Saturday, January 11, 2014
Before Lamborghini was a household name synonymous with luxury supercars, it began life from surprisingly humble origins. The company was founded in 1963 by northern-Italian mechanic, Ferruccio Lamborghini, who had previously served as an engineer in the Italian Royal Air Force during World War 2. His earliest efforts in the auto world consisted of building tractors with excess wartime armoury materials under the name ‘Lamborghini Trattori S.p.A’. The company’s agricultural success meant the business quickly became one of Italy’s largest suppliers of farming equipment, and soon the company’s goals extended into other areas of manufacture, like producing gas heaters and air-conditioners.
Lamborghini's sudden wealth allowed him many financial benefits, including his purchasing an array of sports cars. However, his entrance into the world of supercars was not planned out. It was Ferrari’s decision to dismiss a complaint that he made about one of the cars he bought which caused him to challenge their authority and develop vehicles of his own.
Lamborghini decided that the admired engineering firm, Società Autostar, would be the perfect choice for producing the V12 engine vehicles he would need his cars to have if he was going to compete against Ferrari’s designs made by renowned engineer Giotto Bizzarini, who he hired to make his vision become a reality. However, Lamborghini made an additional judgement that helped further his name in the auto world; this was the plan to give as much attention to developing domestic cars as much as racing cars. Lamborghini did not like the work Bizzarini produced, believing the engine's revolutions were too high, a design that would ultimately introduce the level of race car power that he wanted his domestic cars to avoid. Bizzarrini declined to alter his designs resulting in Lamborghini refusing to pay the Società Autostar Corporation, beginning a long feud between the two companies.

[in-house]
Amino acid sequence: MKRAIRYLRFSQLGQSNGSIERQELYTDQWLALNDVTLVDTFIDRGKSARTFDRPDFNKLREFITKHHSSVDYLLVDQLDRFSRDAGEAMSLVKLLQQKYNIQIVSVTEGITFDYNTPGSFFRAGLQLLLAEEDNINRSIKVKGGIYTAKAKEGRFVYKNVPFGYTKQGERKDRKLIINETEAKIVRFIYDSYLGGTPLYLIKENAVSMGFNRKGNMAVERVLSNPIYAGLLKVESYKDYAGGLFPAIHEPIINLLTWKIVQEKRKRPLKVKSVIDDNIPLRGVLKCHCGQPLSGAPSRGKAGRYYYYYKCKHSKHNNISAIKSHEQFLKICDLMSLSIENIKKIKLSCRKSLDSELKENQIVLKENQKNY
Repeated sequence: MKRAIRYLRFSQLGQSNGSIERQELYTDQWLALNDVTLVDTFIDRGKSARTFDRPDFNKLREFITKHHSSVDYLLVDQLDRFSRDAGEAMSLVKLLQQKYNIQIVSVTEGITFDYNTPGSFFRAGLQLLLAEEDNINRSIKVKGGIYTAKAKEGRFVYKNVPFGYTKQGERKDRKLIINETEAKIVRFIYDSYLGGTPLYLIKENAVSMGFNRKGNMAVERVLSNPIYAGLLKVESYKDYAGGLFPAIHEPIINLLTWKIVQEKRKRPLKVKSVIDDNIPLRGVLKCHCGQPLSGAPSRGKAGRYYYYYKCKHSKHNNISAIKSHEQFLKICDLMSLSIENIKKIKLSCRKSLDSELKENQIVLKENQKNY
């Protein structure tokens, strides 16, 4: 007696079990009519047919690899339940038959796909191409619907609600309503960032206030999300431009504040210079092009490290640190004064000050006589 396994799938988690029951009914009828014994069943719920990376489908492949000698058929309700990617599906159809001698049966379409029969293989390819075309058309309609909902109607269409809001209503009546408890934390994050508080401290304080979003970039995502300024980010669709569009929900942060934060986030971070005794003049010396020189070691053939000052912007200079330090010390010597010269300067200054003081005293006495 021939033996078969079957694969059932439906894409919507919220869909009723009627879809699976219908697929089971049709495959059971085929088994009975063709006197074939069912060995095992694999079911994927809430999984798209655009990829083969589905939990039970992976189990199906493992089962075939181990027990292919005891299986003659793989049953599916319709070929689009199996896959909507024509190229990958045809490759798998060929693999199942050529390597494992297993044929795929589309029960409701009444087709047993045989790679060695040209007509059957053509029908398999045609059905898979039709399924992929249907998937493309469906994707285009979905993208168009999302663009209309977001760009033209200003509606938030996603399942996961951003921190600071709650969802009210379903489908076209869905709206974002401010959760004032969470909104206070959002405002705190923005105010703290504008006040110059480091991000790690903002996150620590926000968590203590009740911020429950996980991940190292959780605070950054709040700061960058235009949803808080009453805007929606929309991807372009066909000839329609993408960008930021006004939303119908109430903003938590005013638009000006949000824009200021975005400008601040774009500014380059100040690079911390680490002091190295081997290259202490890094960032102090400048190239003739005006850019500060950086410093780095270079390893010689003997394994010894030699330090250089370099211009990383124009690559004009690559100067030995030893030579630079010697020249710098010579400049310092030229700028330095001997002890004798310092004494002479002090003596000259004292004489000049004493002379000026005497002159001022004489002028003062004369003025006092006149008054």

The Lamborghini 350GTV
As the Lamborghini company grew, the organisation moved to a larger location in the Italian town of Sant'Agata Bolognese, part of Italy’s thriving industrial area. The region was chosen as Lamborghini's new home due to the city's communist party promising the company a 19% interest rate on all bankable finances and with zero tax on all profits in return for Lamborghini allowing their factory employees to become union members.
Lamborghini decided to revise the 350GTV with help from Milan based company, Carrozzeria Touring, which set about restyling the vehicle's bodywork. The finished car was unveiled at the 1964 Geneva Motor Show to widespread adulation, and by the end of the year Lamborghini was steadily selling the vehicle despite the financial losses it occurred due to Lamborghini's need to compete with the prices at Ferrari. When production of the 350GT finished in 1965, a total of 120 of the 350GTV had been sold.
Naturally these successes were only minor compared to the great Lamborghini driving experiences the company produced in later years, but the company’s having risen from a small agricultural company to a major sports car manufacturer makes for a truly amazing beginning.
Liam Brennan is a blogger who writes extensively about the history of sports car brands. He recommends DriveMe.co.uk for booking supercar driving experiences.